In our work with clients we see commonly recurring pitfalls that often lead to failure in digital implementation, including: unrealistic expectations of technology; believing a new technology system will fundamentally transform the organizational culture and employees will simply adapt; creating a constrained environment by, for example, shooting down ideas too quickly; and failing to adequately consider employees before embarking on change. We look at how these problems can be overcome by focusing on five fundamentals that are often neglected in the “new world” of digital.

Step 1 – The approach

Companies can easily become focused on delivering large-scale, three-year plans (e.g. major enterprise IT projects). Invariably, this involves detailed, upfront program specification and extensive “left-to-right” planning, leading to outcomes that directly undermine the ability to turn strategy into successful execution. Some common pitfalls include: costly, lengthy, monolithic projects with an inverse relationship between budget and chance of success; and danger of irrelevance by the time the “solution” is delivered. In combination, these factors can lead to a mentality of “we know what we need to do, if only you would let us get on with it.”

The most successful companies use data analysis and insight from adjacent industries to continually assess and then regularly revisit whether to invest further, pivot or stop. Once a trajectory has been agreed, they adopt a “right-to-left” planning approach with agile delivery.

At ADL, our own internal manifestation of this approach is a short Phase 0 (rapid analysis focused on a clearly bounded “exam question”); Phase 1 (to prove the “art of the possible”); and a Minimum Viable Solution (MVS) (to answer the exam question and build momentum through rapid iterative enhancements to the solution).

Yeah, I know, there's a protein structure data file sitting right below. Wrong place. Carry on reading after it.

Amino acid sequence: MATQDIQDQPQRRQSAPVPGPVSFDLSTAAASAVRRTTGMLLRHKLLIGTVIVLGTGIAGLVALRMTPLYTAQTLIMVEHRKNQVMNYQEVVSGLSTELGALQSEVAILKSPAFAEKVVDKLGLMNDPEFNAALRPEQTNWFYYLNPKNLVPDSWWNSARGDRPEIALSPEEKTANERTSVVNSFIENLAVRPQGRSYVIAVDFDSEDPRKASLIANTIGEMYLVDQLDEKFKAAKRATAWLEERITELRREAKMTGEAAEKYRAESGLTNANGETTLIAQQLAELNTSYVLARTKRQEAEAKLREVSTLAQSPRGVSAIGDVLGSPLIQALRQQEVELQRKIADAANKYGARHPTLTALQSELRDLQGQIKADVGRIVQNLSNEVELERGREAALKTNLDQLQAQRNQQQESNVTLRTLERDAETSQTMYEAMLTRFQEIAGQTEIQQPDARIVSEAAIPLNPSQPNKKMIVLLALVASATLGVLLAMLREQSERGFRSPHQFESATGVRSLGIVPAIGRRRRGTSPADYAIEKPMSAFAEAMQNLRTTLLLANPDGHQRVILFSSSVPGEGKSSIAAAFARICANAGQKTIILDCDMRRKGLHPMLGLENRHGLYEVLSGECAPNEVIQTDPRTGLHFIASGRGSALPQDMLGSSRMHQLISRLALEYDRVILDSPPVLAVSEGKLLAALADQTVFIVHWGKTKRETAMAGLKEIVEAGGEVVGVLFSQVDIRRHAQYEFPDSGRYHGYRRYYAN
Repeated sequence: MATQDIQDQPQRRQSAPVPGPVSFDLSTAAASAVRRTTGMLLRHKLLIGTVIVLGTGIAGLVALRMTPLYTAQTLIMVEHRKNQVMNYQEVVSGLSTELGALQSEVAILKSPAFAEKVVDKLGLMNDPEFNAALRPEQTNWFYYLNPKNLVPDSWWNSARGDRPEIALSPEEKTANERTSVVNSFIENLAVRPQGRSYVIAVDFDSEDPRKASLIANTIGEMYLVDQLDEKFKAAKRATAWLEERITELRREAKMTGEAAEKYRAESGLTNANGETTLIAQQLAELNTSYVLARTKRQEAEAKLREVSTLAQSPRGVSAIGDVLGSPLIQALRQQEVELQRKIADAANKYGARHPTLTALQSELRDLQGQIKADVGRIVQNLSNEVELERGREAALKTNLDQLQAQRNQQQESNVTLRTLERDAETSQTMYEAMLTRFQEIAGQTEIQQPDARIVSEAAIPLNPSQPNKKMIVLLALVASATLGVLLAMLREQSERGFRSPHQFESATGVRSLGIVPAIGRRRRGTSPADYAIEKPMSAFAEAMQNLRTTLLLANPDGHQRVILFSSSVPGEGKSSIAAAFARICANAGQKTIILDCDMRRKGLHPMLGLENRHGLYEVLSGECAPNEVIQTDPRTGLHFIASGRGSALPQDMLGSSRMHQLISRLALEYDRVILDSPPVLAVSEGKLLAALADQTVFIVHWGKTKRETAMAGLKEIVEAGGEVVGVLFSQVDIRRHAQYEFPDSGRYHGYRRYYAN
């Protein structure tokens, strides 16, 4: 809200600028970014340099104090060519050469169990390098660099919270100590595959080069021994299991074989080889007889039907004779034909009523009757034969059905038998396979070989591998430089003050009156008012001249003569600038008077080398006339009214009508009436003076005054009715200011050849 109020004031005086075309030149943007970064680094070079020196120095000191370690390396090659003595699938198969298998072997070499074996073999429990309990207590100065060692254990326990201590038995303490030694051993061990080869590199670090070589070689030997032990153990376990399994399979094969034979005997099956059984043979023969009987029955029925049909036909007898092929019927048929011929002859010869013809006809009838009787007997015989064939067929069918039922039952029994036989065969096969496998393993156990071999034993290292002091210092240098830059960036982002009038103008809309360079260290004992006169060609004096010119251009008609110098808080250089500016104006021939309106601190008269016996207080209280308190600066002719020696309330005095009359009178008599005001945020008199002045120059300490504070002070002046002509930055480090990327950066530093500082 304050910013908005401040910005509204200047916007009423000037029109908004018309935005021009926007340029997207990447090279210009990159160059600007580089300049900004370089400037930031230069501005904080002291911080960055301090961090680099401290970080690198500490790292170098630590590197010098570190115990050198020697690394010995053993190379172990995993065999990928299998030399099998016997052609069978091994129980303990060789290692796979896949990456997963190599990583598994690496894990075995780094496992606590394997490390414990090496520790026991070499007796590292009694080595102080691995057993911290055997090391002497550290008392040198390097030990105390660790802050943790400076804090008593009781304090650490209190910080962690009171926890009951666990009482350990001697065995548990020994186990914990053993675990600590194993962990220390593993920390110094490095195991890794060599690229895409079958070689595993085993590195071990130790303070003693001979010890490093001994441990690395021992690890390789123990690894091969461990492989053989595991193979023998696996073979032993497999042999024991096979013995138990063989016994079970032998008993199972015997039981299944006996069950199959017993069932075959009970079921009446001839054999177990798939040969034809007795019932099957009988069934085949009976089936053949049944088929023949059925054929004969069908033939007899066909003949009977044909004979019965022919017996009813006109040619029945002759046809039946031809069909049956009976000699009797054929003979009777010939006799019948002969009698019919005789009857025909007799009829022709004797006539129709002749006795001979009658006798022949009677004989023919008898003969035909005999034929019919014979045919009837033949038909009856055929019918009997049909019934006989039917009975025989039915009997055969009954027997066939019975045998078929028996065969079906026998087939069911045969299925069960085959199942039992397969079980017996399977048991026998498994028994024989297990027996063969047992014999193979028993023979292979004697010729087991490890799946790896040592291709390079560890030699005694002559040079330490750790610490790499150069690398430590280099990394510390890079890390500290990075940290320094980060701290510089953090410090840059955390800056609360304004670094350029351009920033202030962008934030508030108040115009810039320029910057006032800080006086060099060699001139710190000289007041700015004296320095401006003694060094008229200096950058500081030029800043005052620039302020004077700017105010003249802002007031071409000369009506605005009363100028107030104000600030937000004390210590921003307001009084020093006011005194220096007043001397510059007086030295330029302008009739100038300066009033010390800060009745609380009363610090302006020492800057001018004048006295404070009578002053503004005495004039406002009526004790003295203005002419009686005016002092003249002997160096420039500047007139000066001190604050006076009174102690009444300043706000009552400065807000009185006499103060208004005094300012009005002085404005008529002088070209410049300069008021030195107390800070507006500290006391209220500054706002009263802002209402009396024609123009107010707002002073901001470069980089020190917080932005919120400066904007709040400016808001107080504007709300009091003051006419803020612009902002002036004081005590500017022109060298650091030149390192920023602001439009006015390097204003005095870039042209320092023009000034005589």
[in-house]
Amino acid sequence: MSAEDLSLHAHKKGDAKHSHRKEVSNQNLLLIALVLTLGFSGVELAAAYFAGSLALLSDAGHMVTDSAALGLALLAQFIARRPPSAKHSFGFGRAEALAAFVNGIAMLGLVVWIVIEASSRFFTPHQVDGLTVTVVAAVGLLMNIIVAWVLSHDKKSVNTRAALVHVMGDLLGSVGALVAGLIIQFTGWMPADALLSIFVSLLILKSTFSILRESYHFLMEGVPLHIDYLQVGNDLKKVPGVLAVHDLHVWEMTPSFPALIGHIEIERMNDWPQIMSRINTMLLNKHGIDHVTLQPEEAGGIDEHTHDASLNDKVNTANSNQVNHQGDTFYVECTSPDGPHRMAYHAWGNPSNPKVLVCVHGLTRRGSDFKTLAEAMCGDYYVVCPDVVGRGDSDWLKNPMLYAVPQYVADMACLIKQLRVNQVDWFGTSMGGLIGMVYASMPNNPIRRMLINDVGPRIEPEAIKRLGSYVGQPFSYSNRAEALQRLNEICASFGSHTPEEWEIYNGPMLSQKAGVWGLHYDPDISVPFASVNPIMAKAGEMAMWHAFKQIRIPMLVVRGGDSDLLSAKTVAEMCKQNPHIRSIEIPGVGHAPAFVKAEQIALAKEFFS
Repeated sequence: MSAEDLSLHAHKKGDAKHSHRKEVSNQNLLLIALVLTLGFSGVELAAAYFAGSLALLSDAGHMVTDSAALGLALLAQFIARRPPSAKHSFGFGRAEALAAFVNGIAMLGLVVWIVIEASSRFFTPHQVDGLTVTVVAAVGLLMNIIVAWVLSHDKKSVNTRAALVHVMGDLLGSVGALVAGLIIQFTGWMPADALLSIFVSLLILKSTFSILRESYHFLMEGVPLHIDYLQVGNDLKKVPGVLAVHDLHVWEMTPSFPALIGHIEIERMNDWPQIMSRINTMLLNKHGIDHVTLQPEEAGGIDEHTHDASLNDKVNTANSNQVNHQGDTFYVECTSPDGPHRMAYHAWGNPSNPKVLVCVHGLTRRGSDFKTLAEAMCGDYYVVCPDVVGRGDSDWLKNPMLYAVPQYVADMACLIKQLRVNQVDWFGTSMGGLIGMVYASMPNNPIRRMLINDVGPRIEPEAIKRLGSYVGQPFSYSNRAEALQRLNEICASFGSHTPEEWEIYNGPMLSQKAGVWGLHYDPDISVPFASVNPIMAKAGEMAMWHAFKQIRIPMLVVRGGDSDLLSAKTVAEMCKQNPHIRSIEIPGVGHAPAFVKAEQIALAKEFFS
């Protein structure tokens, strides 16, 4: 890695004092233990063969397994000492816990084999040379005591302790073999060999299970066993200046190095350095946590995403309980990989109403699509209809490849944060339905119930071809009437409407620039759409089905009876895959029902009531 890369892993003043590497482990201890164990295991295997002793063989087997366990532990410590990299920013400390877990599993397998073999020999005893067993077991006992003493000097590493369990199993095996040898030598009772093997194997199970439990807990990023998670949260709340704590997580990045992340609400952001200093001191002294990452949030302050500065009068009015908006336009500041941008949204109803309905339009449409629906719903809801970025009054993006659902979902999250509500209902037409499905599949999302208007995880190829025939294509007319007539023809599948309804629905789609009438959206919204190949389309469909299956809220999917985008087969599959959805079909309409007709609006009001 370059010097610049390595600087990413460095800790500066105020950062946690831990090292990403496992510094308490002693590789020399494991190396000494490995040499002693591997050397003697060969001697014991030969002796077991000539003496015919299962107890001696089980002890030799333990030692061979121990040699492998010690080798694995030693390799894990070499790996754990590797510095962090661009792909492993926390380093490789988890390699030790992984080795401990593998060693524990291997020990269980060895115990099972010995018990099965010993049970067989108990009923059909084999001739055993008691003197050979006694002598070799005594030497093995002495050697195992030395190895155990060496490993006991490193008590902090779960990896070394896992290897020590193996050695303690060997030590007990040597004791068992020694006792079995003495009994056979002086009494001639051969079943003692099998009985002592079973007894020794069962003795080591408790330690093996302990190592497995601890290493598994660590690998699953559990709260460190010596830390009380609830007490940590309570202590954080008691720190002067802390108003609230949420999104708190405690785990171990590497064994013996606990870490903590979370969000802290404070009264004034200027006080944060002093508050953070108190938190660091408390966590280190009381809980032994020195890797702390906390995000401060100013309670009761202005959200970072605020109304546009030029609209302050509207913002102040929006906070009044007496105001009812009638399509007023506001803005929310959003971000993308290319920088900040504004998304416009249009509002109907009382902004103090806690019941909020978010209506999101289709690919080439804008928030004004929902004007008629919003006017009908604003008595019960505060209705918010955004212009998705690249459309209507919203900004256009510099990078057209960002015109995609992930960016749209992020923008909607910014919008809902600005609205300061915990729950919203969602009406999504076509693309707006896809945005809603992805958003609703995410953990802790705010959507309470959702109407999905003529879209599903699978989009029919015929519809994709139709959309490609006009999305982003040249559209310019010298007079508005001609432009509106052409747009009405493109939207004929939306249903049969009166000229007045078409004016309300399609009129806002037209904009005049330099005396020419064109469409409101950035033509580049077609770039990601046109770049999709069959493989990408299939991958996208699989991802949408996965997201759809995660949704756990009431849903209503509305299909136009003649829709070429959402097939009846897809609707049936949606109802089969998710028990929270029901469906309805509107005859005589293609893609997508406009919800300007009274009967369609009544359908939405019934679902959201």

Step 2 – Design before technology

Putting technology before design, which is effectively setting the “how” before the “why,” and failing to address underlying organizational and communication structures, will simply widen the gap between strategy and execution, and between anticipated outcomes and reality.

A “design first, technology second” approach is much more effective: consider the underlying purpose of the strategy and carefully design it, with the employee or customer in mind, to take into account the functional (i.e. technically required) and non-functional requirements (i.e. how people actually will use the technology) before defining how best to implement the solution.

Step 3 – Shared language

Programs and projects are typically defined by language and nomenclature that aims to set goals and targets, define activities, and identify and manage risks. The shared language used is an important factor in determining how the team perceives values and priorities, and how it behaves in relation to risks and outcomes. Language can also leave little room to move sideways or explore new  ideas, which can lead to promising opportunities being discarded too early and failing ideas persisting.